शुक्रवार, 28 मार्च 2014

History of Indian Journalism




1780
The first newspaper in India was published by James Hicky in January 1780. It was called the Bengal Gazette and announced itself as “a weekly political and commercial paper open to all parties but influenced by none”.
Bengal Gazette was a two-sheet paper measuring 12 inches by 8 inches, most of the space being occupied by advertisements. Its circulation reached a maximum of 200 copies. Within six years of Bengal Gazette, four more weeklies were launched in Kolkata (then Calcutta).

1782
Madras Courier was launched in 1782.

1791
Bombay Herald was launched in 1791.

1792
Bombay Courier was launched in 1792. It published advertisements in English and Gujarati.

1799
In 1799, the East India administration passed regulations to increase its control over the press.

1816
The first newspaper under Indian administration appeared in 1816. It was also called Bengal Gazette and was published by Gangadhar Bhattacharjee. It was a liberal paper which advocated the reforms of Raja Ram Mohan Roy.
Raja Ram Mohan Roy himself brought out a magazine in Persian called Mirat-ul-Ukhbar. He also published The Brahmanical Magazine, an English periodical to counteract the religious propaganda of the Christian missionaries of Serampore.

1822
In 1822, the Chandrika Samachar was started in Bengal.
At the same time, Bombay Samachar was started by Ferdunji Marzban. It gave importance to social reform and commercial news in Gujarati.

1826
The first Hindi newspaper Oodunt Martand was published in 1826 from Bengal. However, it could not survive long because of its distant readership and high postal rates. Its place was soon taken by Jami Jahan Numa, a newspaper that was pro-establishment.

1832
In 1832, Bal Shastri Jambhekar launched at Anglo-Marathi newspaper from Pune.

1830-1857
A large number of short-lived newspapers were brought out in this time. Some were in Indian languages like Bengali, Gujarati, Marathi, Urdu and Persian.

1857
The Uprising of 1857 brought out the divide between Indian owned and British owned newspapers. The government passed the Gagging Act of 1847 and the Vernacular Press Act in 1876.
After 1857, the pioneering efforts in newspapers shifted from Bengal to Mumbai. Gujarati press made great progress under the efforts of Ferdunji Marzban and Kurshedji Cama.
Marathi journalism followed close behind with a distinctive educational bias.

1861
In 1861, Mr Knight merged the Bombay Standard, Bombay Times and Telegraph and brought out the first issue of Times of India.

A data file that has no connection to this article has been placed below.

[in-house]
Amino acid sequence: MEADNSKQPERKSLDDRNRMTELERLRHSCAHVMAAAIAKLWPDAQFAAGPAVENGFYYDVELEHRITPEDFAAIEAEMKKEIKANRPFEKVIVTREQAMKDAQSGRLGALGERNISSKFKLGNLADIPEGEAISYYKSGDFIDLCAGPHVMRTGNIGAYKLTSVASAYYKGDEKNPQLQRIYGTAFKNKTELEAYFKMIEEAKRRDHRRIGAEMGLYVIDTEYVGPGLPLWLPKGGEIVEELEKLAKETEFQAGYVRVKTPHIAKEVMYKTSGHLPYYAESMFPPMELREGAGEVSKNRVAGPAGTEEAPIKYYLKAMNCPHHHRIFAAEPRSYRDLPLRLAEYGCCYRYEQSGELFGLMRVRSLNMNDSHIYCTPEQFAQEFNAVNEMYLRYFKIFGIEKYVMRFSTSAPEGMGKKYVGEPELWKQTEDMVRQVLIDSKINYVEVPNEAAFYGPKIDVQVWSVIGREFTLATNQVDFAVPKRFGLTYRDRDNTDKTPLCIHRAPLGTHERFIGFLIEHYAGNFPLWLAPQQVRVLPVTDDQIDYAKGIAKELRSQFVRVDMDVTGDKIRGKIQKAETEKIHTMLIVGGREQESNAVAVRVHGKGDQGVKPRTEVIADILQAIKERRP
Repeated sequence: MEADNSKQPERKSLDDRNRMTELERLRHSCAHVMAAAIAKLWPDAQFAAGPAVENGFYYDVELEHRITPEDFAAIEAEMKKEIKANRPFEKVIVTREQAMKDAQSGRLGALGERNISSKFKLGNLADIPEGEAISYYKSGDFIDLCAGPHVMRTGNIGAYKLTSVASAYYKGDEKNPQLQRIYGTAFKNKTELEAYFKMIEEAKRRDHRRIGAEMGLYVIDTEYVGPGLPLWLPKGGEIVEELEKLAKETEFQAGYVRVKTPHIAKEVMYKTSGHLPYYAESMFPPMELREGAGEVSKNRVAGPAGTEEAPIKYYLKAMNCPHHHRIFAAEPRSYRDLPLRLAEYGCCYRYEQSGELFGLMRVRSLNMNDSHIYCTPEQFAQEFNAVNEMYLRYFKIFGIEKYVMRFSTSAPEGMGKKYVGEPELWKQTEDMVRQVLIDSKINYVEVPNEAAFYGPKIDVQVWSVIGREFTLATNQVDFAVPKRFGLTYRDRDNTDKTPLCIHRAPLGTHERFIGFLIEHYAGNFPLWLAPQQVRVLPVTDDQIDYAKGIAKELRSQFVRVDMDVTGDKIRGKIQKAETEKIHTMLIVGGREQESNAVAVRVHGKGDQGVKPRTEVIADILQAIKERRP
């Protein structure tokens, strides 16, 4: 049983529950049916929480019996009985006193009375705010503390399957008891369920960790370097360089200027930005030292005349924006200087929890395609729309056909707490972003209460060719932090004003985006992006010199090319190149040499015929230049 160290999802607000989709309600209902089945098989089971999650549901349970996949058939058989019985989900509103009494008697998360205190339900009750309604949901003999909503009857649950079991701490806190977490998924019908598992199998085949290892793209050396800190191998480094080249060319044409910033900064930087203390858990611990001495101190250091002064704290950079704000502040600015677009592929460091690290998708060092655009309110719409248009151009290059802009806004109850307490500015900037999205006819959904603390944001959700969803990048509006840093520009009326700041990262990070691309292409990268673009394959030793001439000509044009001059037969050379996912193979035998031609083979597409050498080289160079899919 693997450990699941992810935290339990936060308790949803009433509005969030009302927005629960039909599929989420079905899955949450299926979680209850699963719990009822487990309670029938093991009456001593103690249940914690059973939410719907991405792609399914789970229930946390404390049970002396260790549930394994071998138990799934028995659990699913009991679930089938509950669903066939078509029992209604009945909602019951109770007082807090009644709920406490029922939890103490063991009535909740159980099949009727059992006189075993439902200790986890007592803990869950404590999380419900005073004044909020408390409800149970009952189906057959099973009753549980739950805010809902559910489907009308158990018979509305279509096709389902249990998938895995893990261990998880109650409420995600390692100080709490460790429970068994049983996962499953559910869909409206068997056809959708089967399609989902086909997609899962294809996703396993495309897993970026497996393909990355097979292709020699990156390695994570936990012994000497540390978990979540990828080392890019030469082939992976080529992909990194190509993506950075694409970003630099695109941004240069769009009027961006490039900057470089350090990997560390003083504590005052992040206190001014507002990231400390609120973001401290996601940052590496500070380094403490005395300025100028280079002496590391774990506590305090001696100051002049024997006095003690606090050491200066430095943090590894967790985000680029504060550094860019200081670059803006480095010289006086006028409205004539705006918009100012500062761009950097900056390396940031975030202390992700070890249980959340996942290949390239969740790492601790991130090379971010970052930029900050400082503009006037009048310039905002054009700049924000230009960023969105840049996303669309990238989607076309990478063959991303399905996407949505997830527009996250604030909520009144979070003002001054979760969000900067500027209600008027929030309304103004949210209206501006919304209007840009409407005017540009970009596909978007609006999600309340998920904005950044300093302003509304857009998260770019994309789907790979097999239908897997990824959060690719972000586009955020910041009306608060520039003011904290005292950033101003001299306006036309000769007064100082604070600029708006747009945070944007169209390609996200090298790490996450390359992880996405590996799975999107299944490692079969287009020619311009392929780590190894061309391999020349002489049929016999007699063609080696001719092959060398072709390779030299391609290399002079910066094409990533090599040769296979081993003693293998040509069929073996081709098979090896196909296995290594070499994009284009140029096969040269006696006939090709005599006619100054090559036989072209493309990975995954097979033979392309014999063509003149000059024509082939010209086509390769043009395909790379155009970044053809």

1875
In 1875, the same Mr Knight with the backing of rich merchants from Kolkata started Indian Statesman which was later called as Statesman.
Around the same time, Amrita Bazar Patrika was able to establish itself in Kolkata. Starting out as a vernacular paper, it was constantly in trouble due to its outspokenness. In order to circumvent the strict provision of the Vernacular Press Act, Amrita Bazar Patrika converted itself overnight into an English newspaper.
Amrita Bazar Patrika inspired freedom fighter Lokmanya Tilak to start Kesari in Pune. He used Kesari to build anti-cow killing societies, Ganesh mandals and reviving the Chhatrapati Shivaji cult. He used mass communication as a powerful political weapon.

1905
By 1905, the English and vernacular press had become pretty professional. Political leaders and social reformers were regular contributors to newspapers. Some prominent writers of the time were C Y Chintamani, G A Natesan, N C Kelkar, Phirozshah Mehta and Benjamin Horniman.
Indian news was supplied by special correspondent and government hand-outs (press releases), international news was supplied by Reuters, an international news agency.

1920s and 1930s

  • Newspapers in this period started reflecting popular political opinion. While big English dailies were loyal to the British government, the vernacular press was strongly nationalist.
  • The Leader and Bombay Chronicle were pro-Congress.
  • The Servant of India and The Bombay Chronicle were moderate.
  • The Bande Mataram of Aurbindo Ghosh, Kal of Poona and Sakli of Surat were fiercely nationalist.
  • In 1918, Motilal Nehru started the Independent of Lucknow as a newspaper of extreme Indian opinion.
  • The Home Rule Party started Young India, which later became Mahatma Gandhiji’s mouthpiece.
As more and more Indians started learning English, many became reporters, editors and even owners. The Anglo-Indian press began to lose ground except in Bombay and Calcutta.

In 1927, industrialist G D Birla took over Hindustan Times and placed it on a sound financial footing.
In the same year, S Sadanand started the Free Press Journal, a newspaper for the poor and the middle-class in Mumbai.

Ref: Mass Communication - A Basic Study by Aspi Doctor, Sheth Publishers 

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